St Michael & All Angels Enmore
In line with guidance from the government and the Church of England all churches, including St Michael's and All Angels, are currently locked and closed.
Welcome to Enmore which is a small village (population approximately 250) at the foot of the Quantock Hills. The village is spread out along a busy road between Bridgwater and the hills, without an obvious centre. There are two public houses, a golf club, a school and a village hall (the "Memorial Hall"), which houses many village activities (Garden Club, art club, a toddler group, dog-training and a quilt group, as well as many of the church-related social and fund-raising events). The church and a group of houses are on a quiet loop road. The population is fairly static, including a high proportion of retired people. Apart from farming, there is virtually no employment or industry in the village, so many people commute to either Bridgwater or Taunton, and a handful work in Bristol or London. The majority of people fall into occupational classes ranging from skilled workmen to professional (or retired from such work) encompassing a wide range of skills. There is no real poverty or unemployment and there is no social housing in Enmore.
St Michael and All Angels, originally a Norman church but with some Victorian additions and stained glass, has been much restored and is generally well cared for, as is the churchyard. The church has electric light and under-pew heating, a traditional organ, an electronic keyboard and a piano, and also floodlighting. We also have a peal of bells rung from time to time by visiting bell ringers. The last quinquennial survey was carried out in 2014. As expected, this revealed that repairs to the roof will be needed urgently. Fund-raising for this purpose has now begun, including an application for Heritage Lottery funding. Some re-ordering of the interior of the church has been proposed.
Services and Congregation
We consider ourselves to be in the central Anglican tradition. Most of our services use Common Worship with seasonal variations (and we have leaflets for the various church seasons to take advantage of the rich variety of liturgical material). The principal hymnal in current use is the Complete Anglican Hymns Old & New. The normal pattern of services (see page 7) is varied at festivals and, for example, for the Harvest Festival/patronal festival. Occasional lay-led services are held, notably a “quiet service” in Advent and a crib service for children just before Christmas. The regular congregation includes a number of older people of which about 20% live outside the parish (in Bridgwater or other parts of the benefice). Church attendance at festivals, particularly Christmas, is very much higher than on a typical Sunday. For example, the church is often filled to capacity for the annual Carols by Candlelight service, traditionally held on the Sunday before Christmas.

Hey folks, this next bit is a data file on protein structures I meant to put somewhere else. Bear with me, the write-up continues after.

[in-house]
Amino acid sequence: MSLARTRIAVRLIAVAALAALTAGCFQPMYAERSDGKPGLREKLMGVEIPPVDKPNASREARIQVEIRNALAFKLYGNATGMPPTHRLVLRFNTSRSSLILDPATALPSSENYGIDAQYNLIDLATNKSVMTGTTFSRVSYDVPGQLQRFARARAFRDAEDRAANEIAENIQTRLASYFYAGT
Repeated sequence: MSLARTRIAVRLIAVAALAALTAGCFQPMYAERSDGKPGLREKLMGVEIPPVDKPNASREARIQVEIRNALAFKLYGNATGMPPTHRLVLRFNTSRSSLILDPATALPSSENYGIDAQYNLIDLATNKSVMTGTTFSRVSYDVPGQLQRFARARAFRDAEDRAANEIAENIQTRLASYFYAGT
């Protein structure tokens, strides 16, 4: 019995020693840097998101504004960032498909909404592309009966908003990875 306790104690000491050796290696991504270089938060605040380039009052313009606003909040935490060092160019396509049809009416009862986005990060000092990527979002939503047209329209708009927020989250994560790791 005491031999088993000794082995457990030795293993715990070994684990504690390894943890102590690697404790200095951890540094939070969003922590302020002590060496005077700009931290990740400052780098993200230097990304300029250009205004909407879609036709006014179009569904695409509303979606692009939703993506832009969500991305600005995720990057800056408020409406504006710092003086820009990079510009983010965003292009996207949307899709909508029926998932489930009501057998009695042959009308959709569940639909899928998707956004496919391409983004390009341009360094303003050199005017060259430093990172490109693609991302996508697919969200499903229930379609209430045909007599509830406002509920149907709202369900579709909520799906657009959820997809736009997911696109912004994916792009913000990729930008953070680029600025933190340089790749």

The Church also enjoys strong support from the local community with many non churchgoers giving support to the fabric fund and to fund-raising events in general. Church fund-raising events include a summer fete and, in many years, a Harvest Lunch or supper. These are also important events from the point of view of providing the local community with opportunities to meet. The organisation of these events is undertaken by the PCC and/or the congregation. Informal monthly coffee mornings are held at the Tynte Arms, raising money for the church and giving an opportunity for contact with a wider cross-section of the local community. There is also a monthly men’s breakfast for the benefice held at the Tynte Arms. In co-operation with the Village Hall Committee, quarterly quiz night social evenings (with a fish and chip supper) raise money for both church and village hall.
Enmore Church of England School was the first free school in England and was established by a former Rector in 1810. The school now has academy status. School services are held in the church on a regular basis. We value the relationship between the church and the school and would like to strengthen this further.
Missionary and Charity Support
Collections from some specific services are given to charity. In addition, harvest produce, where suitable, is given to the Salvation Army for distribution.